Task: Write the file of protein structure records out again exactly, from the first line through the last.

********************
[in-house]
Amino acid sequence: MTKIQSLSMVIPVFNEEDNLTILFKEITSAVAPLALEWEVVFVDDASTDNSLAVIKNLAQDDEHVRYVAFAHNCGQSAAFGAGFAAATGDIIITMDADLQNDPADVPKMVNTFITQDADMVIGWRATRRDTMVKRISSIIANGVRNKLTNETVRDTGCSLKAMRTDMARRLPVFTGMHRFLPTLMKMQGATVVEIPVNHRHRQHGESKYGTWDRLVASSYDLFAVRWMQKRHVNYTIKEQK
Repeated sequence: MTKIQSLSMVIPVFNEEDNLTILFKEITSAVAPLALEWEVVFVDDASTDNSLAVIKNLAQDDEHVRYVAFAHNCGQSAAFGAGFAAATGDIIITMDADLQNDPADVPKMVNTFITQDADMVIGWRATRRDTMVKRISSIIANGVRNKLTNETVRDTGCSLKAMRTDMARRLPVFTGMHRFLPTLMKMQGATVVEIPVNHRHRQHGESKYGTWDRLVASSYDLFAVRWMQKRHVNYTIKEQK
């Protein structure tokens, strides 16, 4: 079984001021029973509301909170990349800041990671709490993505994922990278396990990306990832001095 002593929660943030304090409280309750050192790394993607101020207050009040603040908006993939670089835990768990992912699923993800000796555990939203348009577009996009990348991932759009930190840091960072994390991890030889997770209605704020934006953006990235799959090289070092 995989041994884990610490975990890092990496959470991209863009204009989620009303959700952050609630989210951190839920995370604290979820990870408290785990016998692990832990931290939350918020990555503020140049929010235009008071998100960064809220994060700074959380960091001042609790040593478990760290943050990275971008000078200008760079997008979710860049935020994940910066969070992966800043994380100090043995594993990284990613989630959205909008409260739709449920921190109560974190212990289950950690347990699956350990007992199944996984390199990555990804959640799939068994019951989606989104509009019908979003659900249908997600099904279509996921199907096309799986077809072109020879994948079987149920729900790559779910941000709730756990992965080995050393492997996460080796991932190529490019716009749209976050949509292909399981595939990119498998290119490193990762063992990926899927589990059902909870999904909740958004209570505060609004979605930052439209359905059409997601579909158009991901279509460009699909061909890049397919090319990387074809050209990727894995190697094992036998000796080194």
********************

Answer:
[in-house]
Amino acid sequence: MTKIQSLSMVIPVFNEEDNLTILFKEITSAVAPLALEWEVVFVDDASTDNSLAVIKNLAQDDEHVRYVAFAHNCGQSAAFGAGFAAATGDIIITMDADLQNDPADVPKMVNTFITQDADMVIGWRATRRDTMVKRISSIIANGVRNKLTNETVRDTGCSLKAMRTDMARRLPVFTGMHRFLPTLMKMQGATVVEIPVNHRHRQHGESKYGTWDRLVASSYDLFAVRWMQKRHVNYTIKEQK
Repeated sequence: MTKIQSLSMVIPVFNEEDNLTILFKEITSAVAPLALEWEVVFVDDASTDNSLAVIKNLAQDDEHVRYVAFAHNCGQSAAFGAGFAAATGDIIITMDADLQNDPADVPKMVNTFITQDADMVIGWRATRRDTMVKRISSIIANGVRNKLTNETVRDTGCSLKAMRTDMARRLPVFTGMHRFLPTLMKMQGATVVEIPVNHRHRQHGESKYGTWDRLVASSYDLFAVRWMQKRHVNYTIKEQK
């Protein structure tokens, strides 16, 4: 079984001021029973509301909170990349800041990671709490993505994922990278396990990306990832001095 002593929660943030304090409280309750050192790394993607101020207050009040603040908006993939670089835990768990992912699923993800000796555990939203348009577009996009990348991932759009930190840091960072994390991890030889997770209605704020934006953006990235799959090289070092 995989041994884990610490975990890092990496959470991209863009204009989620009303959700952050609630989210951190839920995370604290979820990870408290785990016998692990832990931290939350918020990555503020140049929010235009008071998100960064809220994060700074959380960091001042609790040593478990760290943050990275971008000078200008760079997008979710860049935020994940910066969070992966800043994380100090043995594993990284990613989630959205909008409260739709449920921190109560974190212990289950950690347990699956350990007992199944996984390199990555990804959640799939068994019951989606989104509009019908979003659900249908997600099904279509996921199907096309799986077809072109020879994948079987149920729900790559779910941000709730756990992965080995050393492997996460080796991932190529490019716009749209976050949509292909399981595939990119498998290119490193990762063992990926899927589990059902909870999904909740958004209570505060609004979605930052439209359905059409997601579909158009991901279509460009699909061909890049397919090319990387074809050209990727894995190697094992036998000796080194």